Our objective in this paper is to assess the effect of unemployment benefit extensions on employment. Measuring the magnitude of this effect is manifestly important for understanding the economic consequences of this widely used policy instrument. Yet, the existing literature provides little information on the size, let alone the sign of this effect.
In the theoretical literature the effect of benefit extensions on employment is generally ambiguous. Basic decision theory suggests that some unemployed may increase their search effort in response to a cut in benefits, while others, who were mainly searching to qualify for benefits, might drop out of the labor force once losing eligibility, leading to offsetting effects on employment. Equilibrium job search theory typically implies a positive effect of a cut in benefit duration on job creation. This makes it easier to find jobs and might induce those previously out-of-labor force to rejoin the labor force, leading to an increase in employment with an ambiguous effect on unemployment since the number of job vacancies and the number of searchers increases at the same time.
The empirical micro literature has focused virtually exclusively on measuring the effects of benefit eligibility on the search effort of unemployed workers – a focus that is too narrow to infer the impact of benefit duration on employment. The estimates in the quantitative macro literature vary widely depending on the value of parameters, which are notoriously difficult to identify. Moreover, the literature generally ignores the effect of policies on participation decisions of those out-of-the-labor force, which limits their ability to measure the total effect on employment. Indeed, in the data the flow from non-participation into employment accounts for over 60% of all transitions into employment.
A simple descriptive analysis shows a much faster employment growth in 2014 in high benefit states prior to the reform relative to their low benefit counterparts. The same finding holds if we compare the employment growth in counties that belong to high benefit states relative to their neighboring counties that belong to states with lower benefit durations prior to the reform. The implied magnitude of the negative effect of benefit duration on employment is so large that it can account for almost the entire remarkable employment growth experienced by the U.S. in 2014.
Our formal econometric analysis tackles the key challenge of precisely measuring the coun- terfactual employment growth that various locations would have experienced without a cut in benefits. Our formal measurement approach continues to rely on the comparisons of counties that border each other but belong to different states. However, the effect of the benefit cut is estimated alongside with a flexible specification of the difference in trends between border counties in each pair using an interactive effects model. We find that after controlling for these heterogeneous employment trends, changes in unemployment benefits continue to have a large and statistically significant effect on employment: a 1 percent drop in benefit duration increases employment by 0.0161 log point. In the aggregate, our estimates imply that the cut in benefit duration accounted for about 61 percent of the aggregate employment growth in 2014.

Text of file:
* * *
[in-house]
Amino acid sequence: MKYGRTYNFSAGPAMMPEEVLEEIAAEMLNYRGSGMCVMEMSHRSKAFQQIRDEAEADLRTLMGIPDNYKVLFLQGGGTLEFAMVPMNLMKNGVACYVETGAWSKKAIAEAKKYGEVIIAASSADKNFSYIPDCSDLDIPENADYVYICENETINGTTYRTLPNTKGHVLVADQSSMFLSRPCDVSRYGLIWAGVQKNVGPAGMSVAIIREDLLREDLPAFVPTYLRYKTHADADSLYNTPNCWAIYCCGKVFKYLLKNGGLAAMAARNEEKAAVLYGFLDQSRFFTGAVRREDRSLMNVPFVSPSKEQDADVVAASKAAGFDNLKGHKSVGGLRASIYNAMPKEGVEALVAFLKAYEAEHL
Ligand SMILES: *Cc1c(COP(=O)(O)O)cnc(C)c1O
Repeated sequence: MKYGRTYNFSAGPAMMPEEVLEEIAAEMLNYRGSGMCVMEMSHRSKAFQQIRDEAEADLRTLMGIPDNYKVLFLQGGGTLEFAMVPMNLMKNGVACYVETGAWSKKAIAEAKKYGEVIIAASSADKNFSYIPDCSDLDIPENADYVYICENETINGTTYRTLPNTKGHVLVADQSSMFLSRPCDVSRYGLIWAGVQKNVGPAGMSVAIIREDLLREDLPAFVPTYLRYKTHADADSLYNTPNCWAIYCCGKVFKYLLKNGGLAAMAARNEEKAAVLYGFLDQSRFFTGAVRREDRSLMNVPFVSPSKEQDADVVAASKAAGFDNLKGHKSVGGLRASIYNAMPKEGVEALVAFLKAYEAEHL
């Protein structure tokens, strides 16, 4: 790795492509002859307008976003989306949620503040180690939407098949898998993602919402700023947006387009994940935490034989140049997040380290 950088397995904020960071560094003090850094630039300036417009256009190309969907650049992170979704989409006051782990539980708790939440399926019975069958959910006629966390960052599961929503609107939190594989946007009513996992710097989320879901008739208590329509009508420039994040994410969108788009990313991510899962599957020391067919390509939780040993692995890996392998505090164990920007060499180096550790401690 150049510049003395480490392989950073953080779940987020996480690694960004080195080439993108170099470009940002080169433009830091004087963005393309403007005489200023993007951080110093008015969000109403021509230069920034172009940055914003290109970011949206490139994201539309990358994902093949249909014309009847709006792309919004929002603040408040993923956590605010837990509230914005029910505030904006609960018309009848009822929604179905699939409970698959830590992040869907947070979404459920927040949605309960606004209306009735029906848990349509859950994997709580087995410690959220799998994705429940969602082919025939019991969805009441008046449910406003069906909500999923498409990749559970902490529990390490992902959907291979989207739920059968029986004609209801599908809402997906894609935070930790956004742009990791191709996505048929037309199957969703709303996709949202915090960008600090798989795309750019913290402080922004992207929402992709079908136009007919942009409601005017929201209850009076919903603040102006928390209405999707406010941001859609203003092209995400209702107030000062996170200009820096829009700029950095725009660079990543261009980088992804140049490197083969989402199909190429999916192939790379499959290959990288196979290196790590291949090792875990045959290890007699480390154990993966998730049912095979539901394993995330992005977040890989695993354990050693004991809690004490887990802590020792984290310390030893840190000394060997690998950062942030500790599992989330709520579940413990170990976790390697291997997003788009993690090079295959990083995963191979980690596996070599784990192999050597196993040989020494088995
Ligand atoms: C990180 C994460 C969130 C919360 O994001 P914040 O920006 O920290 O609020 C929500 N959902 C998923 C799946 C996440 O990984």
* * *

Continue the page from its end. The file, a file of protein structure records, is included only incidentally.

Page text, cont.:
While we did not impose any theoretical restrictions of a particular labor market model on our empirical analysis, the findings are consistent with the standard equilibrium labor market search model. For example, the primary labor market effect of a cut in unemployment benefit duration in the framework of Mortensen and Pissarides (1994) is the positive impact on job creation. It is this rise in job creation that leads in equilibrium to the increase in employment.
Another important finding in this paper concerns the effect of unemployment benefit dura- tion on labor force participation. Prior to the reform, the consensus in the profession seemed to predict a negative impact of the cut in benefit durations on the size of the labor force. Instead, we found that the reform led to almost a million non-participants entering the labor market. It seems plausible that they were encouraged by the improved probability of finding jobs due to the positive effect of the reform on job creation.
It seems quite remarkable that, despite their clear importance, the aggregate labor market implications of unemployment benefit policies have been virtually unexplored in the empirical literature. This gap in knowledge seems limiting not only for our ability to develop good economic theories but also for making sound policy choices. For example, unemployment benefit extensions are routinely used for the purposes of macroeconomic stabilization. Yet, the findings in this paper imply that the negative effects of unemployment benefit extensions on employment far outweighs the potential stimulative effects often ascribed to this policy. It appears important to take these effects into account.
Chosen excerpts by Job Market Monitor. Read the whole story at The Impact Of Unemployment Benefit Extensions On Employment: The 2014 Employment Miracle?
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